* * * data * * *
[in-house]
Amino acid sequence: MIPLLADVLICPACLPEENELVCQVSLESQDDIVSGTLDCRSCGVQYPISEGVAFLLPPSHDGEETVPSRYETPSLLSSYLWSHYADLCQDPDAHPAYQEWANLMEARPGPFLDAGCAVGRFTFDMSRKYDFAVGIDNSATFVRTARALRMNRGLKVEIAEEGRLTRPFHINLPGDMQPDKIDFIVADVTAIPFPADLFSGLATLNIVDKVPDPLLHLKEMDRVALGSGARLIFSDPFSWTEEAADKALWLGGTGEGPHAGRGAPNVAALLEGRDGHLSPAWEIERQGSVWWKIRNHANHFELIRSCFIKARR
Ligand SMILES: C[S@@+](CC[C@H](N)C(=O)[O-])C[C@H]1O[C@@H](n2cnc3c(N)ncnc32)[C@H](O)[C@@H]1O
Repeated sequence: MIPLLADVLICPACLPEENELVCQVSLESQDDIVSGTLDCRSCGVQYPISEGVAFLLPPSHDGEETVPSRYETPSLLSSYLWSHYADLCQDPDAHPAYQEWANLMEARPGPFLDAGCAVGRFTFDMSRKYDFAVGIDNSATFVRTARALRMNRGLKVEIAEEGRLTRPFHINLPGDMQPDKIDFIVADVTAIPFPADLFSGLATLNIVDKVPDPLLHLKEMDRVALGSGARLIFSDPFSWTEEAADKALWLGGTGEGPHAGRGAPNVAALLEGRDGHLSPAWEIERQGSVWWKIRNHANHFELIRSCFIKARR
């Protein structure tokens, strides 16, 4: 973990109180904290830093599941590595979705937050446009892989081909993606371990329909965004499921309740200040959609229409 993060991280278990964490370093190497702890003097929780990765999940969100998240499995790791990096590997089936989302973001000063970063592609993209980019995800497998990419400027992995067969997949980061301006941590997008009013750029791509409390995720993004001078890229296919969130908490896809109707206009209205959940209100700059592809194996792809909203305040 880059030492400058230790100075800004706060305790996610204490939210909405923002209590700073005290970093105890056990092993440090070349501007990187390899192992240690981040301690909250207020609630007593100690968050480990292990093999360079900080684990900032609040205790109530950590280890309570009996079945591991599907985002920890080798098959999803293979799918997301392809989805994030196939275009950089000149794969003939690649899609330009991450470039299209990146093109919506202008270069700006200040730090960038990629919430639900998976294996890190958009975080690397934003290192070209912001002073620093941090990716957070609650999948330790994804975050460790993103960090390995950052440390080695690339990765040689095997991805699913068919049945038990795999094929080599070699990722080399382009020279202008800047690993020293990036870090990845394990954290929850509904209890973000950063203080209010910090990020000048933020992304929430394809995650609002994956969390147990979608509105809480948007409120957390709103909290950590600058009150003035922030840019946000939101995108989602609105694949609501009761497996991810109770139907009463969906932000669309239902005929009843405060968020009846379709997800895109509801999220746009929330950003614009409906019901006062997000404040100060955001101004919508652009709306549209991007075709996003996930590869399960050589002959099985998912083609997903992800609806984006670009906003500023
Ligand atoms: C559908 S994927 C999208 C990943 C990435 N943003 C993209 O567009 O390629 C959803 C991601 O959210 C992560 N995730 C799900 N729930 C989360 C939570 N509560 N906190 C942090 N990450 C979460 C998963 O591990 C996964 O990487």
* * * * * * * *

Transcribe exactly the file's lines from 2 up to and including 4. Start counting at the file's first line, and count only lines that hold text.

Amino acid sequence: MIPLLADVLICPACLPEENELVCQVSLESQDDIVSGTLDCRSCGVQYPISEGVAFLLPPSHDGEETVPSRYETPSLLSSYLWSHYADLCQDPDAHPAYQEWANLMEARPGPFLDAGCAVGRFTFDMSRKYDFAVGIDNSATFVRTARALRMNRGLKVEIAEEGRLTRPFHINLPGDMQPDKIDFIVADVTAIPFPADLFSGLATLNIVDKVPDPLLHLKEMDRVALGSGARLIFSDPFSWTEEAADKALWLGGTGEGPHAGRGAPNVAALLEGRDGHLSPAWEIERQGSVWWKIRNHANHFELIRSCFIKARR
Ligand SMILES: C[S@@+](CC[C@H](N)C(=O)[O-])C[C@H]1O[C@@H](n2cnc3c(N)ncnc32)[C@H](O)[C@@H]1O
Repeated sequence: MIPLLADVLICPACLPEENELVCQVSLESQDDIVSGTLDCRSCGVQYPISEGVAFLLPPSHDGEETVPSRYETPSLLSSYLWSHYADLCQDPDAHPAYQEWANLMEARPGPFLDAGCAVGRFTFDMSRKYDFAVGIDNSATFVRTARALRMNRGLKVEIAEEGRLTRPFHINLPGDMQPDKIDFIVADVTAIPFPADLFSGLATLNIVDKVPDPLLHLKEMDRVALGSGARLIFSDPFSWTEEAADKALWLGGTGEGPHAGRGAPNVAALLEGRDGHLSPAWEIERQGSVWWKIRNHANHFELIRSCFIKARR